I said thank you very much. I took the information. And I said, you know, this is a place for people who have perpetrated these horrible crimes to just now hideout and pretend like these things didn't really happen. And when I when I look at my culpability in all of this, I really count that as the place where-- you know, prior to that I had really been acting on good faith out of ignorance. But really based on what I thought was sound counseling from the people that had trained me. But I had a moment there to begin to just say, well, let me look at it from another angle. And I very willfully chose not to.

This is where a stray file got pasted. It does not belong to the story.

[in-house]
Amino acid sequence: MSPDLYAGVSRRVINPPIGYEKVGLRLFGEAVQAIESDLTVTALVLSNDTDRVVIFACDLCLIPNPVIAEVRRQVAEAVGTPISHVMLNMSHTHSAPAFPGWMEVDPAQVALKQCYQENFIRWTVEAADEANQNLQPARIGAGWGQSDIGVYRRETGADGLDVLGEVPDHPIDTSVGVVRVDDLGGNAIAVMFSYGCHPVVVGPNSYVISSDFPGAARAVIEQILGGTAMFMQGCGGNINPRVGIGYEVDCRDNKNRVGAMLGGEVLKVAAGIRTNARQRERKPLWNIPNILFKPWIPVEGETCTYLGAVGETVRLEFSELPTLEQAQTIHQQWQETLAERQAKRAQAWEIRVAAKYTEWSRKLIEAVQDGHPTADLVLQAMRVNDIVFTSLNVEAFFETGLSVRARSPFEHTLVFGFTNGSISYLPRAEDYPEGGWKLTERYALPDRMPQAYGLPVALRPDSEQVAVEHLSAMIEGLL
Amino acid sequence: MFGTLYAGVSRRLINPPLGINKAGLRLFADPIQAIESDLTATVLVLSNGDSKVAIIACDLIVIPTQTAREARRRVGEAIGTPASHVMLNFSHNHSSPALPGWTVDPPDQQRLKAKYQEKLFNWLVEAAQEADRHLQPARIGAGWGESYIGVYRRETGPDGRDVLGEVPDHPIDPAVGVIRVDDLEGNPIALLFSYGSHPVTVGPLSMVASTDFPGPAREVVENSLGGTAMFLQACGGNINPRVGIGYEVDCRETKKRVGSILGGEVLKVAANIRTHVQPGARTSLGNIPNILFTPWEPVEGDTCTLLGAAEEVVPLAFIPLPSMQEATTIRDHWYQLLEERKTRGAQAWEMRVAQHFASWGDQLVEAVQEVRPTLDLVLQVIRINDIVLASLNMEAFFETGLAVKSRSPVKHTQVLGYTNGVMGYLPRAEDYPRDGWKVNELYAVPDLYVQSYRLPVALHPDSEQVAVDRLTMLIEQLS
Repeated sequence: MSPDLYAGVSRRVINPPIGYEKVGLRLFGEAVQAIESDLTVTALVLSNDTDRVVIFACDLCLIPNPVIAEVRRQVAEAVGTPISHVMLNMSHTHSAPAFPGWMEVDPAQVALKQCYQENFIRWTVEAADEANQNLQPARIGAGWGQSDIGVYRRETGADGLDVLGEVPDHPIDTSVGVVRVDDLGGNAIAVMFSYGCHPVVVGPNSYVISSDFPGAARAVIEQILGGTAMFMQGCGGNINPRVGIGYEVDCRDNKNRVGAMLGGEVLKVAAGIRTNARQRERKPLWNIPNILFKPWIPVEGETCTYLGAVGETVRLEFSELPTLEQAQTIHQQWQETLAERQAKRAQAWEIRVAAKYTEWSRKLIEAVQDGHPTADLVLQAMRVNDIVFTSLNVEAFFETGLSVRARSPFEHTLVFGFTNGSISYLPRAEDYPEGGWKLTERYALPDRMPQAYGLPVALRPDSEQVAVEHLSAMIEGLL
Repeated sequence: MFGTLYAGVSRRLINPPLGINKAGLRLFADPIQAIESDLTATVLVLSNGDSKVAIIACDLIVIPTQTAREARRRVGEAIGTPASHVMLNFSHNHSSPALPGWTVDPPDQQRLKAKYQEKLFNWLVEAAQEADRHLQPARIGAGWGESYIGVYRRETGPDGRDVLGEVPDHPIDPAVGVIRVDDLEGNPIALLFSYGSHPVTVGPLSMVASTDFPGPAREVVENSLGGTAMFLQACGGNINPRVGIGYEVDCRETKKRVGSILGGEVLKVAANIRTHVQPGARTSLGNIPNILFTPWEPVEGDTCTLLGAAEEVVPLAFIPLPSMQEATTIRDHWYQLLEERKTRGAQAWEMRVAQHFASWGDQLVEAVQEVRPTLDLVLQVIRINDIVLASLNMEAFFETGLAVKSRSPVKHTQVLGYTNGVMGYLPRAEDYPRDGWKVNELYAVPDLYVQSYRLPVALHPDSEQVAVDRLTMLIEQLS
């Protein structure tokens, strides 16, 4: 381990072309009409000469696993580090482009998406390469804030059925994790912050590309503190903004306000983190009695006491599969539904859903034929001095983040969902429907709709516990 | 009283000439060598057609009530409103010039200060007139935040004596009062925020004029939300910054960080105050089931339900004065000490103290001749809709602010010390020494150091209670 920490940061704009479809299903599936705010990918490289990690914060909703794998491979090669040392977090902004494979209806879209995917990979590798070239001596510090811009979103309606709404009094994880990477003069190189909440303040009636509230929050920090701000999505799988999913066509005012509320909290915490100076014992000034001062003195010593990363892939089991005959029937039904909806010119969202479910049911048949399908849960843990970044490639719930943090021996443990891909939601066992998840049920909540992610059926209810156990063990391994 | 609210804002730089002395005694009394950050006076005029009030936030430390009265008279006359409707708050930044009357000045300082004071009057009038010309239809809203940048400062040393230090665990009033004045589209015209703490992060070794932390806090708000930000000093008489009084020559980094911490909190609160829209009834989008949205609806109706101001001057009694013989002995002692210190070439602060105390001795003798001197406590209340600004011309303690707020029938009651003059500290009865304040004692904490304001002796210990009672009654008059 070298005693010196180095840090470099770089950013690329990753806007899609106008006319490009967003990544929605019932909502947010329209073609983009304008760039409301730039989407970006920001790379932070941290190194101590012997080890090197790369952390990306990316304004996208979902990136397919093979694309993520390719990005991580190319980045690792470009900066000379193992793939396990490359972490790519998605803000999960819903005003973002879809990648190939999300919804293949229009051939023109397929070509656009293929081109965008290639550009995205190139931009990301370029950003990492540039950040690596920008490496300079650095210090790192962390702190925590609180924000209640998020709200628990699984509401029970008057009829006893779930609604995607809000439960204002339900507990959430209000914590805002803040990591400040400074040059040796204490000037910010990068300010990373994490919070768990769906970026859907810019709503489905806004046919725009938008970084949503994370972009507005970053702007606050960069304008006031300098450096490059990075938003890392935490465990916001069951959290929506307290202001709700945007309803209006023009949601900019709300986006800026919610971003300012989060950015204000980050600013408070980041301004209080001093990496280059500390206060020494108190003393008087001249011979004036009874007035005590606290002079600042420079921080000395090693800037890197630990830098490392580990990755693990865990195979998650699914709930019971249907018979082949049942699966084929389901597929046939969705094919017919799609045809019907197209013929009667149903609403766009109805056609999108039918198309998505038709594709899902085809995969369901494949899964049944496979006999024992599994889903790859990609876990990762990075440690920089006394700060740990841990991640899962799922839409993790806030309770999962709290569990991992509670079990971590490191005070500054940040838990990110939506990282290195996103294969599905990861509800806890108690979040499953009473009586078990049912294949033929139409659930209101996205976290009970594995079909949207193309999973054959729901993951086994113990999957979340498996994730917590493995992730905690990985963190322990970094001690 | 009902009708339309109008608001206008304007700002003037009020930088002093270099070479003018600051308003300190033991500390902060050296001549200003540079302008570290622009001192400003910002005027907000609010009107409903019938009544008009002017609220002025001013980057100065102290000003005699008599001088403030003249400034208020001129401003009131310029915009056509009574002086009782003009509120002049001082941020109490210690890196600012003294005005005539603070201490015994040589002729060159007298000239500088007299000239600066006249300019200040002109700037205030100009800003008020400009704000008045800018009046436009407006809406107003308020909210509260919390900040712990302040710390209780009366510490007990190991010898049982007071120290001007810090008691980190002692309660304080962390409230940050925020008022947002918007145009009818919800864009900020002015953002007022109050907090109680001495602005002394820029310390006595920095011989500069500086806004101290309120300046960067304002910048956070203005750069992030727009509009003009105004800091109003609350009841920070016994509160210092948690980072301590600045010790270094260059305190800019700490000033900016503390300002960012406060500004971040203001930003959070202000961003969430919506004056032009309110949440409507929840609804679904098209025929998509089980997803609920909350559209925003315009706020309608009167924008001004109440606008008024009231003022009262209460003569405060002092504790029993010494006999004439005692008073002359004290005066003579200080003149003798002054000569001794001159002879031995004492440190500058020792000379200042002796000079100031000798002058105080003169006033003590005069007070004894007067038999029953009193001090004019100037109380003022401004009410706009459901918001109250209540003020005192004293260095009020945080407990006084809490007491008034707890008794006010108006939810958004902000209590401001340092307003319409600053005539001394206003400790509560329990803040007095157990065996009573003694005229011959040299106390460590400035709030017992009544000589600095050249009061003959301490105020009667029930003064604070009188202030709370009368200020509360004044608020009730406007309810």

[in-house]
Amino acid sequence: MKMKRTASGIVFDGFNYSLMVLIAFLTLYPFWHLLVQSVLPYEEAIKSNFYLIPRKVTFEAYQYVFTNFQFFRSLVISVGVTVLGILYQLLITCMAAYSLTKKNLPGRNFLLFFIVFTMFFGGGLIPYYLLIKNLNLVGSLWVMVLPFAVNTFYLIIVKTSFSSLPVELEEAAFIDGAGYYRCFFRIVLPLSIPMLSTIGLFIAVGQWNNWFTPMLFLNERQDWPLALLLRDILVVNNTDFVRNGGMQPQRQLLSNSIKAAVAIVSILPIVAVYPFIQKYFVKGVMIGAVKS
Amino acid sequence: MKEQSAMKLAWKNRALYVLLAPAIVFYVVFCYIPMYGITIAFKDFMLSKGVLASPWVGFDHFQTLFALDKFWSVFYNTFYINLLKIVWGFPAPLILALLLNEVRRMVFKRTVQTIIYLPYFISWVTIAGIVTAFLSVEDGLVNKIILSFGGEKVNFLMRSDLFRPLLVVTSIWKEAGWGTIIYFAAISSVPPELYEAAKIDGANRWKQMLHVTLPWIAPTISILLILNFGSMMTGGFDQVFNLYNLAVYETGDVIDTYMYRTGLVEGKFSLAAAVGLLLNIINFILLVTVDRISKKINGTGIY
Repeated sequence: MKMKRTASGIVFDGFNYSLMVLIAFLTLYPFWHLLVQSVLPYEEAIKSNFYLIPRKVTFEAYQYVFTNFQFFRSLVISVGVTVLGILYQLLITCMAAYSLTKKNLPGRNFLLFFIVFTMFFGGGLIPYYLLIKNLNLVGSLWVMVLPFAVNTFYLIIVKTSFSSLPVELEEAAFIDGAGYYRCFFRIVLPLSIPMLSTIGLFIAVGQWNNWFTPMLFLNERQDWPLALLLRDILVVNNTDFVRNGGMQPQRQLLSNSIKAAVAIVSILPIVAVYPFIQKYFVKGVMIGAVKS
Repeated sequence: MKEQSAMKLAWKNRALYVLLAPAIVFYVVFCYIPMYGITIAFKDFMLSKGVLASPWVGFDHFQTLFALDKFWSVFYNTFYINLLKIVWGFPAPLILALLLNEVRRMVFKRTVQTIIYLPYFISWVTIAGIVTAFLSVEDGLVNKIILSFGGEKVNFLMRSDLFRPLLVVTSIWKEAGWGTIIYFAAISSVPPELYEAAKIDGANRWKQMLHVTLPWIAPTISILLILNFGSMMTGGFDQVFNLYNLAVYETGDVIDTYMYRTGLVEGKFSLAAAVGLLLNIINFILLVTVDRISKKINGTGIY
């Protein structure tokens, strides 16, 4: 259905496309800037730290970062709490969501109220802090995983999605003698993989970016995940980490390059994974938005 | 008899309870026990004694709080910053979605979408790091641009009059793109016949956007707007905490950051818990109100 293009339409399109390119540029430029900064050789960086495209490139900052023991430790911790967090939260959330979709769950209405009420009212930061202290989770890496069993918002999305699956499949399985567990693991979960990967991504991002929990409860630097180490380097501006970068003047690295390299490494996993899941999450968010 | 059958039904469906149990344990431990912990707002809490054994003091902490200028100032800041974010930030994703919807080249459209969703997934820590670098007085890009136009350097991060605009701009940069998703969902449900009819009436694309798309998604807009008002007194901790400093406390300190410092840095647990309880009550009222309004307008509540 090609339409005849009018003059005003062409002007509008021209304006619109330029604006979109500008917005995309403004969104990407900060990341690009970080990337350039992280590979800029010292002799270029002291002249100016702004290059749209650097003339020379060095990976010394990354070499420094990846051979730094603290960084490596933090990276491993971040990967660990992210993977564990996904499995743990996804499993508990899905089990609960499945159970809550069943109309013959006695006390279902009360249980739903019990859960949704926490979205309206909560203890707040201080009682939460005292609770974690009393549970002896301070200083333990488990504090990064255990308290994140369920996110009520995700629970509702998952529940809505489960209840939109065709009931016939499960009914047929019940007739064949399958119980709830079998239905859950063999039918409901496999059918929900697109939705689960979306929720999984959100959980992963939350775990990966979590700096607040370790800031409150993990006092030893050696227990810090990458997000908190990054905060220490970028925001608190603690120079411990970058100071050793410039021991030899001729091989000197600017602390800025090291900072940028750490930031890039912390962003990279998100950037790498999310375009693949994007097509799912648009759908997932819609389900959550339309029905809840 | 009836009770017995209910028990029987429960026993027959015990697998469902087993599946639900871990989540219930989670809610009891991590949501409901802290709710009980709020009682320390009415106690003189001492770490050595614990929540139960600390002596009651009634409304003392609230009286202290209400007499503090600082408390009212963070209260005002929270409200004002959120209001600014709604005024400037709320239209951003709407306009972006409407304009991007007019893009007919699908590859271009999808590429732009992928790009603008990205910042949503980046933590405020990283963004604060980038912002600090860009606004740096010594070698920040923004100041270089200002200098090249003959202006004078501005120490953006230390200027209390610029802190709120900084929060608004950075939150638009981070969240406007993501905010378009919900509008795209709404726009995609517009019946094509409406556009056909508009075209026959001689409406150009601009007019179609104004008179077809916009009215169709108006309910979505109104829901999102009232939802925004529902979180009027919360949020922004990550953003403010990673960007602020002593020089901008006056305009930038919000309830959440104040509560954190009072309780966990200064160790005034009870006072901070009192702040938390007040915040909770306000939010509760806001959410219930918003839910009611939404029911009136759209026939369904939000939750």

Alix Spiegel

Why do you think you chose not to?

Linda Ross

Because if I chose to believe something different then it was going to mean that I had been doing something very wrong to a number of families, and I was going to have to face myself.

Alix Spiegel

In fact, during the early 90s, therapists found themselves believing all kinds of stories. Stories which, on their face, now seem outrageous. Well-appointed, middle-class women would walk into suburban offices, close their eyes for guided imagery, and talk about being forced to watch dozens of people sacrificed in satanic rituals. Or being sodomized by whole police departments. And the therapists, trained clinicians, would nod their heads in sympathy and horror.

As Michael Yapko points out, therapists were laboring under the assumption that if something truly horrible had happened, it would be repressed. And so their acceptance of these stories makes a certain sense.

Michael Yapko